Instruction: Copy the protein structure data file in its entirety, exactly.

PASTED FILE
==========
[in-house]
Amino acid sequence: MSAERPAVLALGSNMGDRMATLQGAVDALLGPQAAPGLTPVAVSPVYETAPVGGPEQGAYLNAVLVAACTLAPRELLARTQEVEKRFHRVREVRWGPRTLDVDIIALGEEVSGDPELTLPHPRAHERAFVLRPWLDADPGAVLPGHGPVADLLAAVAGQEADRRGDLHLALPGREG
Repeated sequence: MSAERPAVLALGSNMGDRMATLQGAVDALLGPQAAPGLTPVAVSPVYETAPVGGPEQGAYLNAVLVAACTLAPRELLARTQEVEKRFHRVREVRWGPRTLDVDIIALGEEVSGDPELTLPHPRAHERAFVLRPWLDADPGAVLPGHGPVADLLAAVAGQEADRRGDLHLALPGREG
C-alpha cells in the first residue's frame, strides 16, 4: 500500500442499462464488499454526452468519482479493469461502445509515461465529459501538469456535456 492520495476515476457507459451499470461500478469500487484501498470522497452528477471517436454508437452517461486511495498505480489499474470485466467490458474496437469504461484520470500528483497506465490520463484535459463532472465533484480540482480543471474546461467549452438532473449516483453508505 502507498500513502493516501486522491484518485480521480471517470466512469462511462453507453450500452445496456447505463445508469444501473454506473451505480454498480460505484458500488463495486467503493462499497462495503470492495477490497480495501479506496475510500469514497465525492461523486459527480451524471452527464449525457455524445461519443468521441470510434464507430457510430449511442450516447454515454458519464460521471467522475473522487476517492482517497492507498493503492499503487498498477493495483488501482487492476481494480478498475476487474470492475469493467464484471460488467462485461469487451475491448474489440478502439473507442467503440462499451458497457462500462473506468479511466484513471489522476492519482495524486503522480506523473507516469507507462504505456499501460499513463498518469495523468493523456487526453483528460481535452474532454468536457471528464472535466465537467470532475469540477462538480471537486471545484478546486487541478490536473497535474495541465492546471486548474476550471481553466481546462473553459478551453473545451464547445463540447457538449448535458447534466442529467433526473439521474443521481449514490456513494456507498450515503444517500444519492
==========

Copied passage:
[in-house]
Amino acid sequence: MSAERPAVLALGSNMGDRMATLQGAVDALLGPQAAPGLTPVAVSPVYETAPVGGPEQGAYLNAVLVAACTLAPRELLARTQEVEKRFHRVREVRWGPRTLDVDIIALGEEVSGDPELTLPHPRAHERAFVLRPWLDADPGAVLPGHGPVADLLAAVAGQEADRRGDLHLALPGREG
Repeated sequence: MSAERPAVLALGSNMGDRMATLQGAVDALLGPQAAPGLTPVAVSPVYETAPVGGPEQGAYLNAVLVAACTLAPRELLARTQEVEKRFHRVREVRWGPRTLDVDIIALGEEVSGDPELTLPHPRAHERAFVLRPWLDADPGAVLPGHGPVADLLAAVAGQEADRRGDLHLALPGREG
C-alpha cells in the first residue's frame, strides 16, 4: 500500500442499462464488499454526452468519482479493469461502445509515461465529459501538469456535456 492520495476515476457507459451499470461500478469500487484501498470522497452528477471517436454508437452517461486511495498505480489499474470485466467490458474496437469504461484520470500528483497506465490520463484535459463532472465533484480540482480543471474546461467549452438532473449516483453508505 502507498500513502493516501486522491484518485480521480471517470466512469462511462453507453450500452445496456447505463445508469444501473454506473451505480454498480460505484458500488463495486467503493462499497462495503470492495477490497480495501479506496475510500469514497465525492461523486459527480451524471452527464449525457455524445461519443468521441470510434464507430457510430449511442450516447454515454458519464460521471467522475473522487476517492482517497492507498493503492499503487498498477493495483488501482487492476481494480478498475476487474470492475469493467464484471460488467462485461469487451475491448474489440478502439473507442467503440462499451458497457462500462473506468479511466484513471489522476492519482495524486503522480506523473507516469507507462504505456499501460499513463498518469495523468493523456487526453483528460481535452474532454468536457471528464472535466465537467470532475469540477462538480471537486471545484478546486487541478490536473497535474495541465492546471486548474476550471481553466481546462473553459478551453473545451464547445463540447457538449448535458447534466442529467433526473439521474443521481449514490456513494456507498450515503444517500444519492